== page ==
12 November 2012

Legalize Marijuana

Economics and Ethics
Jonathan B. Wight
They don't call it a "weed" for nothing. Marijuana outperforms corn in surviving the drought, according to law enforcement officers who can now spot the green plant amidst the water-starved brown fields of Indiana. If there weren't already a myriad of other reasons for considering legalizing (or at least de-criminalizing) marijuana, here's one more reason: it provides a diversified crop for our farmers, and one that is resistant to drought.
Hemp (a cousin to the marijuana plant) was an important cash crop during Virginia's colonial times and could be again today. Hemp is a strong fiber; more than 100,000 pounds of hemp were used to rig the sails of the USS Constitution, America's oldest warship. Legal marijuana would provide an economic boost to farmers and also needed revenue to government, which could tax it.
Legalization would free up law enforcement and courts to focus on more serious crimes. It would reduce the incomes of violent gangs who currently sell the product on black markets, which by their nature degrade the status and respect for law and its officers.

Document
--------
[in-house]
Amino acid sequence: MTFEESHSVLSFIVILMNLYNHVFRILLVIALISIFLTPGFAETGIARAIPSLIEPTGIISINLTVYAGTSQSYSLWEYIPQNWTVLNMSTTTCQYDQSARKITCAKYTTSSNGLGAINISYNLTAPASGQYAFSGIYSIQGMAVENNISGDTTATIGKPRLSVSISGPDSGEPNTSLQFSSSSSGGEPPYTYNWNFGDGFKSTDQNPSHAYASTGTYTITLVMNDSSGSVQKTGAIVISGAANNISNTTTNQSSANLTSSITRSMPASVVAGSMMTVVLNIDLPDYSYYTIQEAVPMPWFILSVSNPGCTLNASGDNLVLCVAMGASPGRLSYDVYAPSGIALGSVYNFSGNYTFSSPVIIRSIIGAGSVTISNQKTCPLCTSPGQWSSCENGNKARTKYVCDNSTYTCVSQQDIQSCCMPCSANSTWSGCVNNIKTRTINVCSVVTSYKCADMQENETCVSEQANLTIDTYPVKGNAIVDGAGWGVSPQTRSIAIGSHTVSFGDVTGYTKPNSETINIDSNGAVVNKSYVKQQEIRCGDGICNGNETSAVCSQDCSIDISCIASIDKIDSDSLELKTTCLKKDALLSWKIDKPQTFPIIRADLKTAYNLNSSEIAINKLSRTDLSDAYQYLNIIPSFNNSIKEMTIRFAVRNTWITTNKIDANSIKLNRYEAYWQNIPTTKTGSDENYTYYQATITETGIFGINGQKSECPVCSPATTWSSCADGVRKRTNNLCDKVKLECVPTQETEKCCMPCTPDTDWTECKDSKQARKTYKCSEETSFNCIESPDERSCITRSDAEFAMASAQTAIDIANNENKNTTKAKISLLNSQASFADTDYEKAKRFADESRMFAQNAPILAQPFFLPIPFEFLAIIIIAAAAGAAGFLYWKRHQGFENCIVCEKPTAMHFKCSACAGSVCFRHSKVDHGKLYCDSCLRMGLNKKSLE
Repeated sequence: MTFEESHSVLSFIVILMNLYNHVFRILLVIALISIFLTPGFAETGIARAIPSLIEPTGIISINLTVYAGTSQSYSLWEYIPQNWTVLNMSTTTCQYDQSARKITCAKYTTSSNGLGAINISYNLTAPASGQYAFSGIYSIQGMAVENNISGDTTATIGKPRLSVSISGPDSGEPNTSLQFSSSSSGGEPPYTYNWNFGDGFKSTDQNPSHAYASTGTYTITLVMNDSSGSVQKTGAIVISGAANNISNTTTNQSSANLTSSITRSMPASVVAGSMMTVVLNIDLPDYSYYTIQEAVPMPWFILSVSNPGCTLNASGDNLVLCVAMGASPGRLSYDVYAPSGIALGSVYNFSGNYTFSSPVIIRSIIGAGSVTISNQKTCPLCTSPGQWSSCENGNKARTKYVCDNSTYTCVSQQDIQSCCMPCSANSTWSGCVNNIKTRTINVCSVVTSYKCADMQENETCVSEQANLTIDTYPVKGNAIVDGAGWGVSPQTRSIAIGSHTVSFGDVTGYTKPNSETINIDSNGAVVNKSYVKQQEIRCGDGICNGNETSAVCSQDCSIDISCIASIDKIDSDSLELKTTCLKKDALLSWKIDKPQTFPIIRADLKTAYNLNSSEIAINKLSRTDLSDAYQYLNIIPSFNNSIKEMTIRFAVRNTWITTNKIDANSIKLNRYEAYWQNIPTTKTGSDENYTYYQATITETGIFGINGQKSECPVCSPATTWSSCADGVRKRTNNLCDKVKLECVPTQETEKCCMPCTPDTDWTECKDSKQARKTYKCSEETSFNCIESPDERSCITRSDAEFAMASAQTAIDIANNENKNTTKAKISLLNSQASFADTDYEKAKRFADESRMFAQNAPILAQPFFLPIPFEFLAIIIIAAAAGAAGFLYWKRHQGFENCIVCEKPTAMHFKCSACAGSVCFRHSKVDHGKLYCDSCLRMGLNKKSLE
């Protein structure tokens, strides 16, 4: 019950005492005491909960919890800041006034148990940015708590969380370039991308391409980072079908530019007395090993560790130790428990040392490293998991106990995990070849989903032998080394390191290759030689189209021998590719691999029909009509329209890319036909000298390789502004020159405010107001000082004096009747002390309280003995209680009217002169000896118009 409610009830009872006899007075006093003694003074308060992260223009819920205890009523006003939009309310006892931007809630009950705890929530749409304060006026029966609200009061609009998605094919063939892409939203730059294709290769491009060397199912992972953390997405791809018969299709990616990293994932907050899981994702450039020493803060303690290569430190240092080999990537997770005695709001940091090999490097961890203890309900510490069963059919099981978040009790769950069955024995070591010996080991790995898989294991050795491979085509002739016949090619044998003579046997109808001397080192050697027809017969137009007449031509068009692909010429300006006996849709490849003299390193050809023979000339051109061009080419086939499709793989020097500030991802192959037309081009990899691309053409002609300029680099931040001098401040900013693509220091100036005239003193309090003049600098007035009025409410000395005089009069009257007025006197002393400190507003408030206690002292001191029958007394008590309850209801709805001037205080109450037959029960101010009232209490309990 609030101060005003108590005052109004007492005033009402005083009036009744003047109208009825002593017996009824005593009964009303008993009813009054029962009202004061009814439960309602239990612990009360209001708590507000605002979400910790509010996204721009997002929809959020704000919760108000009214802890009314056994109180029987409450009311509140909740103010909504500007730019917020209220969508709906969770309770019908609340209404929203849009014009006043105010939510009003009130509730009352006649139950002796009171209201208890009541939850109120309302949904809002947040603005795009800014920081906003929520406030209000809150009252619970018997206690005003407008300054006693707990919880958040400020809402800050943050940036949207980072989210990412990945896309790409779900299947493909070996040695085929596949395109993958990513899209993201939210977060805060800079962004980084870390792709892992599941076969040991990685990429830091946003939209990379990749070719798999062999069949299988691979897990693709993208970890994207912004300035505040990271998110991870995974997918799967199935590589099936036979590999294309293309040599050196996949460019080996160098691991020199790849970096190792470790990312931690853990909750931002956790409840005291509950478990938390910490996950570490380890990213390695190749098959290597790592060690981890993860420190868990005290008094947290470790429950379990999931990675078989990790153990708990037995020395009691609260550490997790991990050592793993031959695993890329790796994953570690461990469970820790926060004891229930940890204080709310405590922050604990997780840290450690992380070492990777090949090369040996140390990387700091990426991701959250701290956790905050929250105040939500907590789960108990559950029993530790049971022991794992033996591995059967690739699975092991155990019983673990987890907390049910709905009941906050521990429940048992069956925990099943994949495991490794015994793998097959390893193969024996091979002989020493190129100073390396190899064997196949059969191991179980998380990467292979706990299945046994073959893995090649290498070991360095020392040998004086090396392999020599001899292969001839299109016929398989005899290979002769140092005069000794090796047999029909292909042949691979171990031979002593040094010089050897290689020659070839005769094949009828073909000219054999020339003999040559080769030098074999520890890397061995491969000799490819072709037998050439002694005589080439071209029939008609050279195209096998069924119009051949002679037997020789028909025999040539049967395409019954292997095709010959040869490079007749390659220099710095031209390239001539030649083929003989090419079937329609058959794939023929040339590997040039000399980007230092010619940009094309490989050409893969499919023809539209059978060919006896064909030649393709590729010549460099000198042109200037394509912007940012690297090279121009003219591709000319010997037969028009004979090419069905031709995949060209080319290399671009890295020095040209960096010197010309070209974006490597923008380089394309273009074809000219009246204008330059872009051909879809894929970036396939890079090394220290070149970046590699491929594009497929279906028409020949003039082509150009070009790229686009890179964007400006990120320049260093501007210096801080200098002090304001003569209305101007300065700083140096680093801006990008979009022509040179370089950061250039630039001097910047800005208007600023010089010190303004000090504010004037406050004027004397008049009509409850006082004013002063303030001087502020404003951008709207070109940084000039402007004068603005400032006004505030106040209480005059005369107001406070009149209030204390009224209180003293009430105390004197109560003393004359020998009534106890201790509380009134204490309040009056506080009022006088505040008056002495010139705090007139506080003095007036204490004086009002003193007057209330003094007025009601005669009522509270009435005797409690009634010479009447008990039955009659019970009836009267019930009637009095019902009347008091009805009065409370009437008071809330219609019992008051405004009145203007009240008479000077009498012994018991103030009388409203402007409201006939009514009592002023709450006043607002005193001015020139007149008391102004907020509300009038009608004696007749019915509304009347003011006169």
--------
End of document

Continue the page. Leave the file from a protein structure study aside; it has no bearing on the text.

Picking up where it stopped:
Think of the ban on trade with Cuba alongside the ban on marijuana: both are bad policies and both hot political potatoes. Neither law is rooted in pragmatic cost/benefit analysis but rather what appears to be prejudice and ideology. It's the notion that "if we give an inch, they'll take a mile."
America didn't use that metaphor when we engaged in dialog and rapprochement with China. America similarly repealed Prohibition's ban on alcohol. Marijuana does pose health hazards, but cigarettes and alcohol pose equal or larger health hazards yet they remain legal and regulated.
It is no surprise that many economists (including Nobel laureates) support legalization. Finally, on November 6 voters in Colorado and Washington legalized personal marijuana consumption. Let's hope the Feds respect the states' rights on this.